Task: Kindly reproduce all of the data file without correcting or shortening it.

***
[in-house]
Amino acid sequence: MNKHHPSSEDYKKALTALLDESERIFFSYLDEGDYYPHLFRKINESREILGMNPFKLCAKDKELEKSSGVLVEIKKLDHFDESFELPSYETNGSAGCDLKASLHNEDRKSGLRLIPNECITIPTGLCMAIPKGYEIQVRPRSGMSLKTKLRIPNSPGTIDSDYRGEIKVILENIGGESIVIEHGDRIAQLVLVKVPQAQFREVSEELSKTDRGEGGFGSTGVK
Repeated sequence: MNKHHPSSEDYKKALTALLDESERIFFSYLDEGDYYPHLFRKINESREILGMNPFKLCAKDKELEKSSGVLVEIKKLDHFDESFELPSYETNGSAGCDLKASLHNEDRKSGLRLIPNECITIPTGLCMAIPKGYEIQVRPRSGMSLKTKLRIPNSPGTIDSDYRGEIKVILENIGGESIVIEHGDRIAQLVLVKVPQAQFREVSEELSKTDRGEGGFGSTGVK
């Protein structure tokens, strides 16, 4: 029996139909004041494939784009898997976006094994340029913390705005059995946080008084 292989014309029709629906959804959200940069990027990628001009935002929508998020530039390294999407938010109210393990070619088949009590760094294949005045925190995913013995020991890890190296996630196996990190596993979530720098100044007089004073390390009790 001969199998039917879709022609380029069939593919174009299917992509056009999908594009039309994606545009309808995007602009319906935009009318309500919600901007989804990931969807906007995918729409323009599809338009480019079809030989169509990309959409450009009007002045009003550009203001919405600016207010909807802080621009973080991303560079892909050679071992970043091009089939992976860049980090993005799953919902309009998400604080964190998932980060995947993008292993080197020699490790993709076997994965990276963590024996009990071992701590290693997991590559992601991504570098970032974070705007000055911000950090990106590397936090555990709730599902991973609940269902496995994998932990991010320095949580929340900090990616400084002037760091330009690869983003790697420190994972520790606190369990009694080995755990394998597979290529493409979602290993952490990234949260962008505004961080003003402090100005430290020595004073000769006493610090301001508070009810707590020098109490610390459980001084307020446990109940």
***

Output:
[in-house]
Amino acid sequence: MNKHHPSSEDYKKALTALLDESERIFFSYLDEGDYYPHLFRKINESREILGMNPFKLCAKDKELEKSSGVLVEIKKLDHFDESFELPSYETNGSAGCDLKASLHNEDRKSGLRLIPNECITIPTGLCMAIPKGYEIQVRPRSGMSLKTKLRIPNSPGTIDSDYRGEIKVILENIGGESIVIEHGDRIAQLVLVKVPQAQFREVSEELSKTDRGEGGFGSTGVK
Repeated sequence: MNKHHPSSEDYKKALTALLDESERIFFSYLDEGDYYPHLFRKINESREILGMNPFKLCAKDKELEKSSGVLVEIKKLDHFDESFELPSYETNGSAGCDLKASLHNEDRKSGLRLIPNECITIPTGLCMAIPKGYEIQVRPRSGMSLKTKLRIPNSPGTIDSDYRGEIKVILENIGGESIVIEHGDRIAQLVLVKVPQAQFREVSEELSKTDRGEGGFGSTGVK
């Protein structure tokens, strides 16, 4: 029996139909004041494939784009898997976006094994340029913390705005059995946080008084 292989014309029709629906959804959200940069990027990628001009935002929508998020530039390294999407938010109210393990070619088949009590760094294949005045925190995913013995020991890890190296996630196996990190596993979530720098100044007089004073390390009790 001969199998039917879709022609380029069939593919174009299917992509056009999908594009039309994606545009309808995007602009319906935009009318309500919600901007989804990931969807906007995918729409323009599809338009480019079809030989169509990309959409450009009007002045009003550009203001919405600016207010909807802080621009973080991303560079892909050679071992970043091009089939992976860049980090993005799953919902309009998400604080964190998932980060995947993008292993080197020699490790993709076997994965990276963590024996009990071992701590290693997991590559992601991504570098970032974070705007000055911000950090990106590397936090555990709730599902991973609940269902496995994998932990991010320095949580929340900090990616400084002037760091330009690869983003790697420190994972520790606190369990009694080995755990394998597979290529493409979602290993952490990234949260962008505004961080003003402090100005430290020595004073000769006493610090301001508070009810707590020098109490610390459980001084307020446990109940």